Friday, May 27, 2005

I Wonder

On last week's blog, Tiffany posted about the seeming loss of mystery within legalism. She said it so well that I want to quote it here:
I think one of the most tragic aspects of our legalism is the loss of mystery. We seem to want to learn enough so that we can explain God. How dare we try to claim that we can ever fully understand Him? When we lose our sense of His mystery, He becomes nothing more than a scientifically explainable phenomenon, something we can comprehend and therefore control. Or at least we fool ourselves into thinking so.

I think she has hit something on the head. As a part of my heritage in an Enlightenment-born faith, one of the great pursuits has been for knowledge. We have tried to figured out all of the aspects of religion and to put it into a nice little box, whether it's the Trinity or grace or any of the great mysteries of faith.

One of the things that I'm figuring out as I go through life is that God is so much bigger than I ever imagined. It's like my parents getting smarter the older I get. There is a mystery to God that if I try to figure it out, there's something deeply profound lost there. Mystery is a fact of faith. Without mystery, there is almost no faith. It's only knowledge.

And the truth of the matter is, as much as I'm starting to recognize that God is bigger and more mysterious than I have imagined, so is the Gospel. The Gospel is the love of God that fills me with wonder and calls me to action. It reminds me of something that I heard Todd Hunter say once. When we have reduced the Gospel to a bumper sticker, we have lost the mystery. And the implications of that statement are profound.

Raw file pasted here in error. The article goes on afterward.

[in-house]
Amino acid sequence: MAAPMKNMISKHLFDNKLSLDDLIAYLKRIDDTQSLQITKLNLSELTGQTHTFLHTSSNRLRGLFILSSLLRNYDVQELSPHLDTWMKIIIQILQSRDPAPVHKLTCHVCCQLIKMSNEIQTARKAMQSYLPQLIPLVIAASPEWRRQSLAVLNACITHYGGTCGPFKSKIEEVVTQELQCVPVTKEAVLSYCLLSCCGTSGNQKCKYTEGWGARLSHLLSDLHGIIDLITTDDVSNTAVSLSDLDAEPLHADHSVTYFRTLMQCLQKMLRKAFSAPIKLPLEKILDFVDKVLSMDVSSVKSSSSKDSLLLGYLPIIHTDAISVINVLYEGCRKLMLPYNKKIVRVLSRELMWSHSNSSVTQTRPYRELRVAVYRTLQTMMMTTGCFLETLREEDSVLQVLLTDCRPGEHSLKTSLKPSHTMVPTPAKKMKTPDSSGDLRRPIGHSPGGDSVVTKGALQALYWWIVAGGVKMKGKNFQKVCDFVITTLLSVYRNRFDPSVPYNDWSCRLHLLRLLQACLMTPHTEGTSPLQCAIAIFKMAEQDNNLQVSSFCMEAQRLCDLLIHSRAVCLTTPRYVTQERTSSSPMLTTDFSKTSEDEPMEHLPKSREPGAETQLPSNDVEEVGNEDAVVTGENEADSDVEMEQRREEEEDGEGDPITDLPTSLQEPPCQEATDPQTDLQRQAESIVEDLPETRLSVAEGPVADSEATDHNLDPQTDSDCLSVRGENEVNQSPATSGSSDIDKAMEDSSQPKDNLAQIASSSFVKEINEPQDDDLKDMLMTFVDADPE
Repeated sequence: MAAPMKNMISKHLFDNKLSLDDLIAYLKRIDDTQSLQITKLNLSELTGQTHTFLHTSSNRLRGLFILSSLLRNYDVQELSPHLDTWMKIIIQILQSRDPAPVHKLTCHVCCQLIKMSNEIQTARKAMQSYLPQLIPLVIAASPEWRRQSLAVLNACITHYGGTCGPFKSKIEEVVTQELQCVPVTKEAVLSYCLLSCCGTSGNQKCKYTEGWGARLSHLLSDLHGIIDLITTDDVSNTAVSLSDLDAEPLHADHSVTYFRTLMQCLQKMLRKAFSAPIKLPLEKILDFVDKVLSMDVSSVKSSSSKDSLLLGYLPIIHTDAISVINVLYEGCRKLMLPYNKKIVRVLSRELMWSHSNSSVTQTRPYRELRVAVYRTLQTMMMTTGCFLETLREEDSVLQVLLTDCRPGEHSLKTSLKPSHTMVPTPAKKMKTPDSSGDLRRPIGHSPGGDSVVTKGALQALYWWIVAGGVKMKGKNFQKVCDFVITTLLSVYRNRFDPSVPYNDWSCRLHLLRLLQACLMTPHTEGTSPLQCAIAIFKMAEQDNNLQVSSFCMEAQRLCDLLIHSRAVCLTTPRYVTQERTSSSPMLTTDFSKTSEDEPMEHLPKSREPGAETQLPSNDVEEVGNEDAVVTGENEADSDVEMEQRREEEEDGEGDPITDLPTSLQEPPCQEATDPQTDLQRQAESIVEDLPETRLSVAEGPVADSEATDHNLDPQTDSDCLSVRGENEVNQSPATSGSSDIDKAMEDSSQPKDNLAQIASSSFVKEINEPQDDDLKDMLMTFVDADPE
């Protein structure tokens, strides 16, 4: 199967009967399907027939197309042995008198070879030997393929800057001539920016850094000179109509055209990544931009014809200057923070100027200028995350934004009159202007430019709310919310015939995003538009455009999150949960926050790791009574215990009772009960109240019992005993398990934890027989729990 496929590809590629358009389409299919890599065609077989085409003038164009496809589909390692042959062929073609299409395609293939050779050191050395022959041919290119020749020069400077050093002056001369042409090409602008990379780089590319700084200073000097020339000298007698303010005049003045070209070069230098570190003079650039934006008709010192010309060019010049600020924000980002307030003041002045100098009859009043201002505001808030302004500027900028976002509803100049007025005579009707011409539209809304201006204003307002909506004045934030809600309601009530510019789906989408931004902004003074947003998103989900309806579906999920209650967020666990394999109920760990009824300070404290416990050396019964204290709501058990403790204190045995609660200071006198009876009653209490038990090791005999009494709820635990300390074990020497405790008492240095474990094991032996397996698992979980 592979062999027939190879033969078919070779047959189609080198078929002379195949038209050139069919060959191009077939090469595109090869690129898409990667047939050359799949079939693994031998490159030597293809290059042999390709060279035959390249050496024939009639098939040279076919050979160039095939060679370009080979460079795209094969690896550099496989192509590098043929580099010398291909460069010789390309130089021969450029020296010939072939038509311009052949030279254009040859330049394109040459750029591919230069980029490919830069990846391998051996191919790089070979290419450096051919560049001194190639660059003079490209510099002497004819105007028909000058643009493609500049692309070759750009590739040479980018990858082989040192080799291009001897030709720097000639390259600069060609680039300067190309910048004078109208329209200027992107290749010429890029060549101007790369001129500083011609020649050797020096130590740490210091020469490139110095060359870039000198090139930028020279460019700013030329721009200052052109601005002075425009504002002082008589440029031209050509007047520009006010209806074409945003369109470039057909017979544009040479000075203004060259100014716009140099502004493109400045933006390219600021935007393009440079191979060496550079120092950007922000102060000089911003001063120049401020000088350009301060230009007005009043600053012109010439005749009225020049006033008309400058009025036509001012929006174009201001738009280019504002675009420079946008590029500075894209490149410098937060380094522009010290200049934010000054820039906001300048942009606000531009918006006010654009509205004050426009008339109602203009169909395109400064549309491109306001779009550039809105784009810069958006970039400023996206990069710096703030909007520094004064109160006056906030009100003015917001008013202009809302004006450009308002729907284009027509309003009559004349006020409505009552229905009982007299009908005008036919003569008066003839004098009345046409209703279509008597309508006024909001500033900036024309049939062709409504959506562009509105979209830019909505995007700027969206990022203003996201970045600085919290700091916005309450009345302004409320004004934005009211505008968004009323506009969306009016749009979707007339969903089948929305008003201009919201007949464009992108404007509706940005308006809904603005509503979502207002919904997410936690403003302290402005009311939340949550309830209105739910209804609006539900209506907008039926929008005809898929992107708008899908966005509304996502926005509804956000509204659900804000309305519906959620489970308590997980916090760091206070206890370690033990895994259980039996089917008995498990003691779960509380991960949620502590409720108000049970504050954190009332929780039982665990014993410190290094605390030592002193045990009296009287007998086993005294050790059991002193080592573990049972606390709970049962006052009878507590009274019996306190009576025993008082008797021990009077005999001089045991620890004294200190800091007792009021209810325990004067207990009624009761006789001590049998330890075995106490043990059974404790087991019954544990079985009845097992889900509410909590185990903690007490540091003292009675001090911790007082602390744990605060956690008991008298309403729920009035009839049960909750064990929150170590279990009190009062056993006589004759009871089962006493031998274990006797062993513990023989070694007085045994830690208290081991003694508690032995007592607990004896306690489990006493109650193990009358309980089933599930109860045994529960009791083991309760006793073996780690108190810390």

It means that the Gospel is not spread in drive-by evangelism. Bringing someone to church as the primary means of "conversion" is not something that holds value. If the Gospel is more than a bumper sticker, or 5 steps, or getting every jot and tittle right, then what is it?

It's relationship. It's loving someone no matter his or her condition, spiritual, physical, or whatever. It's being willing to sacrifice ourselves at the altar of others' needs. It's showing the love of Christ in our words and our actions.

But it takes us as believers to recognize the wonder of the mystery of God. If we lose that wonder, how can we pass it on? If our faith is reduced to knowledge or mentally assenting to a predetermined set of issues, where is the wonder? That child-like awe that comes from recognizing that there is mystery, that there is more than we know, and more than we could ever know.

5 comments:

Tony Arnold said...

Phil,

Thanks for the post. I love the mystery of God and I am confident that until Judgement Day the mystery will never be removed. For one thing God is just too complex for man. Scripture tells us that if we were to even see a small measure of His true countenance, we would die.

I love being alone in nature, especially in the woods, so I can revel and marvel in His beautiful mystery. And so that I can deal strictly with the emotional part of our relationship rather than the intellectual part.

Have a mysterious weekend brother,

Tony

judy thomas said...

Phil, I just have to quote this wonderful poem by David Whyte

Working Together

We shape our self
to fit this world

and by the world
are shaped again.

The visible
and the invisible

working together
in common cause,

to produce
the miraculous.

I am thinking of the way
the intangible air

passed at speed
round a shaped wing

easily
holds our weight.

So may we, in this life
trust

to those elements
we have yet to see

or imagine,
and look for the true

shape of our own self,
by forming it well

to the great
intangibles about us.


Now that is a great description of mystery and our relation to it.

Brandon Scott said...

to me, the loss of wonder is the beginning of legalism. great post!

marty dodson said...

Great thoughts. Hope you have a day filled with mercy and grace.

Marty Dodson

Anonymous said...

I guess what struck me was the lack of mention of the words "repentance" and "sin" and "judgement." Though unpleasant, they are real.

By the way, I think you are on the mark about the mystery of God.

see:
http://www.livingwaters.com/listenwatch.shtml and listen to Hell's Best Kept Secret for more.

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